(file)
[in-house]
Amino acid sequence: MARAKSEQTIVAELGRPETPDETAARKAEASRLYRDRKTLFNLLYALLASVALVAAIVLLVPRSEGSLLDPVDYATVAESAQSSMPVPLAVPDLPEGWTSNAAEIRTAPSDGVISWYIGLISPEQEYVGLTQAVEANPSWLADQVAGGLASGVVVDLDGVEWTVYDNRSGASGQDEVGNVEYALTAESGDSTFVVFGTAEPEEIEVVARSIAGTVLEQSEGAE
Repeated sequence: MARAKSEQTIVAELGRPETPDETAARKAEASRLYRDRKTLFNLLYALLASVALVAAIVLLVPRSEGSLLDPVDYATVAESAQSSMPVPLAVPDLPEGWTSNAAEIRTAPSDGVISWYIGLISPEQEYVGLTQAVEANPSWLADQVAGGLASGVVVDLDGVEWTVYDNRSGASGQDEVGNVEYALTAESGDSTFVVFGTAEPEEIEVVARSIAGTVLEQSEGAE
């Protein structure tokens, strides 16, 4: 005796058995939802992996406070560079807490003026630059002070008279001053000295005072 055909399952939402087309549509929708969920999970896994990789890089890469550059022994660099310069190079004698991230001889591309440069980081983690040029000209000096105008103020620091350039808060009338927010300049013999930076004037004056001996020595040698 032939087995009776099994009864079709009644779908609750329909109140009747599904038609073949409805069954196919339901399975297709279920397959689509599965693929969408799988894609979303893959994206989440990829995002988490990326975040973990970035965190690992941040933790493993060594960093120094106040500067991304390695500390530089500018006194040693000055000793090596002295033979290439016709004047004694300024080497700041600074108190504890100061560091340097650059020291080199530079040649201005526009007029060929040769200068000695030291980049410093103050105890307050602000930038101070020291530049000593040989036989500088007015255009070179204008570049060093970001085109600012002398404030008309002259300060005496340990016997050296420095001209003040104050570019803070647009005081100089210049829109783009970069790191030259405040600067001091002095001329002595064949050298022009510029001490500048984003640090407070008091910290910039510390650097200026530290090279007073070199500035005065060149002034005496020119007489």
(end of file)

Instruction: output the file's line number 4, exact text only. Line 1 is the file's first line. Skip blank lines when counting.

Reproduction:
């Protein structure tokens, strides 16, 4: 005796058995939802992996406070560079807490003026630059002070008279001053000295005072 055909399952939402087309549509929708969920999970896994990789890089890469550059022994660099310069190079004698991230001889591309440069980081983690040029000209000096105008103020620091350039808060009338927010300049013999930076004037004056001996020595040698 032939087995009776099994009864079709009644779908609750329909109140009747599904038609073949409805069954196919339901399975297709279920397959689509599965693929969408799988894609979303893959994206989440990829995002988490990326975040973990970035965190690992941040933790493993060594960093120094106040500067991304390695500390530089500018006194040693000055000793090596002295033979290439016709004047004694300024080497700041600074108190504890100061560091340097650059020291080199530079040649201005526009007029060929040769200068000695030291980049410093103050105890307050602000930038101070020291530049000593040989036989500088007015255009070179204008570049060093970001085109600012002398404030008309002259300060005496340990016997050296420095001209003040104050570019803070647009005081100089210049829109783009970069790191030259405040600067001091002095001329002595064949050298022009510029001490500048984003640090407070008091910290910039510390650097200026530290090279007073070199500035005065060149002034005496020119007489």